“When the righteous are in authority, the people rejoice: but when the wicked beareth rule, the people mourn.” (Proverbs 29:2)
A good leader realizes that God is over him. Babylon’s King Nebuchadnezzar learned this lesson the hard way. The prophet Daniel had warned him to repent of his arrogance and sin. He didn’t listen. God let him lose his sense and act and live like an animal in the wilderness for a time. Look at what he said afterward! “Now I Nebuchadnezzar praise and extol and honour the king of heaven,” (Daniel 4:37)
A good leader also realizes his dependence on God’s grace and mercy, and trusts in God to help him: “For the king [or president, senator, governor, or congressmember] trusteth in the LORD, and through the mercy of the most High he shall not be moved.” (Psalm 21:7)
A bad leader despises God. When Moses and Aaron told Pharaoh of God’s command to let the Hebrews go, he replied, “Who is the LORD, that I should obey his voice to let Israel go? I know not the LORD, neither will I let Israel go.” (Exodus 5:2) A bad leader may not openly defy God like that. He may admit that God exists and even belong to a church, but his conduct shows he doesn’t fear God: “He that walketh in his uprightness feareth the LORD: but he that is perverse in his ways despiseth him.” (Proverbs 14:2)
A good leader cares about his people. Not long after Solomon became king, God asked him, “Ask what I shall give thee.” (1 Kings 3:5) Solomon didn’t ask for riches or power, but for wisdom to rule Israel. Solomon wanted to be the kind of king that God wanted: a wise king who cared about his people.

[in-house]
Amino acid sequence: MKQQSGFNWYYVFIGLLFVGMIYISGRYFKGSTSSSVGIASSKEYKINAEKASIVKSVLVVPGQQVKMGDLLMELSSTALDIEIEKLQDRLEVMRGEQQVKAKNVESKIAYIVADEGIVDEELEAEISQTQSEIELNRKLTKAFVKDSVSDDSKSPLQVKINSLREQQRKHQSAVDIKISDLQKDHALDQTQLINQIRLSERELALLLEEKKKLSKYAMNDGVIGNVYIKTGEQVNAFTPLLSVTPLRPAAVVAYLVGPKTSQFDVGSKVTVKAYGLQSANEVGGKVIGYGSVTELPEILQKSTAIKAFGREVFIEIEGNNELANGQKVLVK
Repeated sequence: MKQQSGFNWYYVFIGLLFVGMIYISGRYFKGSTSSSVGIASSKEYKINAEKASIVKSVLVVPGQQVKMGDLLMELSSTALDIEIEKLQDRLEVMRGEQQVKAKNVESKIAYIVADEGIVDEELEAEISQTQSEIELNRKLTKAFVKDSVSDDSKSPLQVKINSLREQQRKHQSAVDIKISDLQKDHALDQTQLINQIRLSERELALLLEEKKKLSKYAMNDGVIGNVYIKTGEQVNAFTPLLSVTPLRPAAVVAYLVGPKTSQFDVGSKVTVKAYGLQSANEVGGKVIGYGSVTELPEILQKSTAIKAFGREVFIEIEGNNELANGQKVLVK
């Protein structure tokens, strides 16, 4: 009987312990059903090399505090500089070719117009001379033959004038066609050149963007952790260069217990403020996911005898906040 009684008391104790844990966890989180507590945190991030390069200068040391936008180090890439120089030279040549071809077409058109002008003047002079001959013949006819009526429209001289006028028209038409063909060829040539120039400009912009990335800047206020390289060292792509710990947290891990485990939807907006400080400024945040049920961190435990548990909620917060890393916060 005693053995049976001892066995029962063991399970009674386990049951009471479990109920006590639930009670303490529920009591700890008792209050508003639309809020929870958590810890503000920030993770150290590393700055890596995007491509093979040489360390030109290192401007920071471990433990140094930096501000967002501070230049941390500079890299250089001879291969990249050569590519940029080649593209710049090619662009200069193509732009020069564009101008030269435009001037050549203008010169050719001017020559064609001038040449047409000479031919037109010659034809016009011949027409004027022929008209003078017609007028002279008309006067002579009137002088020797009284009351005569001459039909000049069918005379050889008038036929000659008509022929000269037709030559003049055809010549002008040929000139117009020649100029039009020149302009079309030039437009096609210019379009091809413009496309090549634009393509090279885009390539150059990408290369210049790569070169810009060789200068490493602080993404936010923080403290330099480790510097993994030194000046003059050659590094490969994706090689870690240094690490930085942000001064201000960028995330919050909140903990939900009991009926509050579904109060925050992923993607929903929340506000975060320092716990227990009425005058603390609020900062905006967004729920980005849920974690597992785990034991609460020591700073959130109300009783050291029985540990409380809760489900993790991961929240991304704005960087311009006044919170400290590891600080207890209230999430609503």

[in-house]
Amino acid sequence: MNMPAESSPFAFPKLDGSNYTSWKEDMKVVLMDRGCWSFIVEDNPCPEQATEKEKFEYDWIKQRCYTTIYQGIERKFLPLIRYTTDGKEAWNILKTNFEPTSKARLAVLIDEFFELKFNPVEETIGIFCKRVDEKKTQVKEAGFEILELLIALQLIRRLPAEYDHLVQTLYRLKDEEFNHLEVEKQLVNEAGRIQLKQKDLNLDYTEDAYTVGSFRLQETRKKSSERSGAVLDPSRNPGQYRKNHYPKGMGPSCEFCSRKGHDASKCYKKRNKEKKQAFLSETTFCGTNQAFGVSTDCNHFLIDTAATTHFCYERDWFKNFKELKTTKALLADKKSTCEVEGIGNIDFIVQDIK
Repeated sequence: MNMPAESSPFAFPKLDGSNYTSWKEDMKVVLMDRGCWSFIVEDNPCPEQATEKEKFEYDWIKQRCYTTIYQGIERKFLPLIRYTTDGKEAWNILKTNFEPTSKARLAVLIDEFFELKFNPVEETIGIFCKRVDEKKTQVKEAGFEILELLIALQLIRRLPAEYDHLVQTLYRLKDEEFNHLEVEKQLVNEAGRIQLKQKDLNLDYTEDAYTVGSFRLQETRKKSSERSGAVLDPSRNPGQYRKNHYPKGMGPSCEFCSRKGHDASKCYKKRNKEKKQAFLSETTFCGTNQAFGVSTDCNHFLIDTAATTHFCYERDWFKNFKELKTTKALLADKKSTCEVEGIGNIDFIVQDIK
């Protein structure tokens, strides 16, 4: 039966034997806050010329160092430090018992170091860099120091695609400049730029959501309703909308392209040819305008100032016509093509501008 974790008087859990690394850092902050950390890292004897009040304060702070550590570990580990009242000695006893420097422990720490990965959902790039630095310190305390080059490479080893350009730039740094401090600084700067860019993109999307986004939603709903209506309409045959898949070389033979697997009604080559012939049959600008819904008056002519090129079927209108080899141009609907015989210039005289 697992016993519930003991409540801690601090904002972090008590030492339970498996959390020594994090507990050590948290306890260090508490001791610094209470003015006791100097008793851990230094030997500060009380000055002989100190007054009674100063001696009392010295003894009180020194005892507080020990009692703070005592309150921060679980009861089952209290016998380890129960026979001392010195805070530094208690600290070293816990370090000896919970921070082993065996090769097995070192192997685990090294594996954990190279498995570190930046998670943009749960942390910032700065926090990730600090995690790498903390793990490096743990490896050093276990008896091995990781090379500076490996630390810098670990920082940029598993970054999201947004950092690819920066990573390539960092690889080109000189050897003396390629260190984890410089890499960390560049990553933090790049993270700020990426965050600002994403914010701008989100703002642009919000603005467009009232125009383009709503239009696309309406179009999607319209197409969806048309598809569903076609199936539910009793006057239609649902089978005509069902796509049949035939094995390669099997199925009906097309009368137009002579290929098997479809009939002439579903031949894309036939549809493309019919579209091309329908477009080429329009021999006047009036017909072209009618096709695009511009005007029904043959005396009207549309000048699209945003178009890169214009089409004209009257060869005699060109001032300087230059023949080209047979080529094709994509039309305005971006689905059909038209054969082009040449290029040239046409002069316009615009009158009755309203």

A bad leader, on the other hand, doesn’t care about people. The Pharisees of Jesus’ time were like that. They sent officers to arrest Him. When the officers came back without Him, they explained that they were impressed by His words. They said, “Never man spake like this man.” (John 7:46) The Pharisees replied, “Are ye also deceived? Have any of the rulers or of the Pharisees believed on him?” (John 7:47-48)
The Pharisees felt they were the ones who would decide who was worth believing in and who wasn’t. They also didn’t care about people under them. They said, “But this people who knoweth not the law are cursed.” (John 7:49) Or in a manner of speaking, “We know the law. We’re in charge here, not these peasants.” No wonder Jesus called them, “Ye serpents, ye generation of vipers,” (Matthew 23:33)
A bad leader cares more about himself than about the people under him. Back in Egypt, the plagues had begun. Waters were turned to blood and were undrinkable. Crops suffered. Frogs, lice, and flies had made the land filthy and vulnerable to disease. The murrain killed all Egypt’s cattle which had supplied their beef and milk. Boils made the people sick, and the hail killed servants and animals and destroyed crops. Pharaoh’s own people were suffering because of his stubbornness, but he still wouldn’t let Israel go.
Moses warned him that the locusts were coming next to destroy what the hail had left. Egypt’s economy was in shambles. Even Pharaoh’s servants begged him to let Israel go: “…knowest thou not yet that Egypt is destroyed?” (Exodus 10:7) Pharaoh could have let the Hebrews go for the sake of his own people, but he didn’t. He cared more about himself and his power than about them. That’s the kind of leader he was.
What kind of leader will you be? America is going through a crisis with the coronavirus; from the virus itself and from economic damage. People are suffering. Will you be like Solomon, and pray for mercy on America and wisdom to make good decisions that help people recover? Or will you be like the Pharisees, too concerned with power for yourself and your political allies? Or like Pharaoh, stubborn and willing to play games with people’s lives as America is being destroyed?
Finally, if you aren’t sure you’ll be in heaven when you die but you would love to be sure, please go to our website, www.clevelandbaptist.org, click “Helpful Links”, then “How Do I Go to Heaven?”
Brian Miller 4/15/2020
Cleveland Baptist Church 4431 Tiedeman Road, Brooklyn, Ohio 44144 216/671-2822